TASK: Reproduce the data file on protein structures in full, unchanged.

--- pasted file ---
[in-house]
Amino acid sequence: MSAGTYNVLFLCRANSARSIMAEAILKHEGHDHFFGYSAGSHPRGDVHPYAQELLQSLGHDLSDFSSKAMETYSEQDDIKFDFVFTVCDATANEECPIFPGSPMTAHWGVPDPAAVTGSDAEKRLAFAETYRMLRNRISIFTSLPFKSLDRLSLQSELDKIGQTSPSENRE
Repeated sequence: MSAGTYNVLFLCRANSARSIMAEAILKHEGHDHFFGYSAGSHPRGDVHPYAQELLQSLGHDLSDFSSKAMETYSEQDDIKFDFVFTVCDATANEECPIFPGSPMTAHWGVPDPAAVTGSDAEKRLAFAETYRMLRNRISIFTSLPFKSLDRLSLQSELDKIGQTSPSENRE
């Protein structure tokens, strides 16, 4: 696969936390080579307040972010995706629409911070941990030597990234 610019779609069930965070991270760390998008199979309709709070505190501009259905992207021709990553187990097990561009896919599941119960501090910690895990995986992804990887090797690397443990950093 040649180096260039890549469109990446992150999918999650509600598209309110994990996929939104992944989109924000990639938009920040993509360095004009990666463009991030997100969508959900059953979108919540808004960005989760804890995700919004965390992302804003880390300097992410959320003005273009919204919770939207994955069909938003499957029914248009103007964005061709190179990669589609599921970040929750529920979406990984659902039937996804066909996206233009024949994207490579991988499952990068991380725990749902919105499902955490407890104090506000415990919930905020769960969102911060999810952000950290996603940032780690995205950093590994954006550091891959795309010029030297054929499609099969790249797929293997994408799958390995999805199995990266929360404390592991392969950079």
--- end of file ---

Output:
[in-house]
Amino acid sequence: MSAGTYNVLFLCRANSARSIMAEAILKHEGHDHFFGYSAGSHPRGDVHPYAQELLQSLGHDLSDFSSKAMETYSEQDDIKFDFVFTVCDATANEECPIFPGSPMTAHWGVPDPAAVTGSDAEKRLAFAETYRMLRNRISIFTSLPFKSLDRLSLQSELDKIGQTSPSENRE
Repeated sequence: MSAGTYNVLFLCRANSARSIMAEAILKHEGHDHFFGYSAGSHPRGDVHPYAQELLQSLGHDLSDFSSKAMETYSEQDDIKFDFVFTVCDATANEECPIFPGSPMTAHWGVPDPAAVTGSDAEKRLAFAETYRMLRNRISIFTSLPFKSLDRLSLQSELDKIGQTSPSENRE
């Protein structure tokens, strides 16, 4: 696969936390080579307040972010995706629409911070941990030597990234 610019779609069930965070991270760390998008199979309709709070505190501009259905992207021709990553187990097990561009896919599941119960501090910690895990995986992804990887090797690397443990950093 040649180096260039890549469109990446992150999918999650509600598209309110994990996929939104992944989109924000990639938009920040993509360095004009990666463009991030997100969508959900059953979108919540808004960005989760804890995700919004965390992302804003880390300097992410959320003005273009919204919770939207994955069909938003499957029914248009103007964005061709190179990669589609599921970040929750529920979406990984659902039937996804066909996206233009024949994207490579991988499952990068991380725990749902919105499902955490407890104090506000415990919930905020769960969102911060999810952000950290996603940032780690995205950093590994954006550091891959795309010029030297054929499609099969790249797929293997994408799958390995999805199995990266929360404390592991392969950079």